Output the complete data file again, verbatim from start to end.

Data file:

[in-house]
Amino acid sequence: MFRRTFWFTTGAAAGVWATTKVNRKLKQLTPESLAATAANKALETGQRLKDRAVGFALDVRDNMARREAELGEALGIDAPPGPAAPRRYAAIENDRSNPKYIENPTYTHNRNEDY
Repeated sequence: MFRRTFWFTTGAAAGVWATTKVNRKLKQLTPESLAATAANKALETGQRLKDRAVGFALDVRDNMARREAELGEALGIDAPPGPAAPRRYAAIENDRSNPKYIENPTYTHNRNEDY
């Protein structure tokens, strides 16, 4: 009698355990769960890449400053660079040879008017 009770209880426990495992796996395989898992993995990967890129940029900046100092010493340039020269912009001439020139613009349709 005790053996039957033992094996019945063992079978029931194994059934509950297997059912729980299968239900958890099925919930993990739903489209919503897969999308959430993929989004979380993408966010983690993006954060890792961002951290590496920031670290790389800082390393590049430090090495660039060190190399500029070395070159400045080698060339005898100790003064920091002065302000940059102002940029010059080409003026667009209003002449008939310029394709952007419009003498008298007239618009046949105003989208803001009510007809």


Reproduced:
[in-house]
Amino acid sequence: MFRRTFWFTTGAAAGVWATTKVNRKLKQLTPESLAATAANKALETGQRLKDRAVGFALDVRDNMARREAELGEALGIDAPPGPAAPRRYAAIENDRSNPKYIENPTYTHNRNEDY
Repeated sequence: MFRRTFWFTTGAAAGVWATTKVNRKLKQLTPESLAATAANKALETGQRLKDRAVGFALDVRDNMARREAELGEALGIDAPPGPAAPRRYAAIENDRSNPKYIENPTYTHNRNEDY
């Protein structure tokens, strides 16, 4: 009698355990769960890449400053660079040879008017 009770209880426990495992796996395989898992993995990967890129940029900046100092010493340039020269912009001439020139613009349709 005790053996039957033992094996019945063992079978029931194994059934509950297997059912729980299968239900958890099925919930993990739903489209919503897969999308959430993929989004979380993408966010983690993006954060890792961002951290590496920031670290790389800082390393590049430090090495660039060190190399500029070395070159400045080698060339005898100790003064920091002065302000940059102002940029010059080409003026667009209003002449008939310029394709952007419009003498008298007239618009046949105003989208803001009510007809």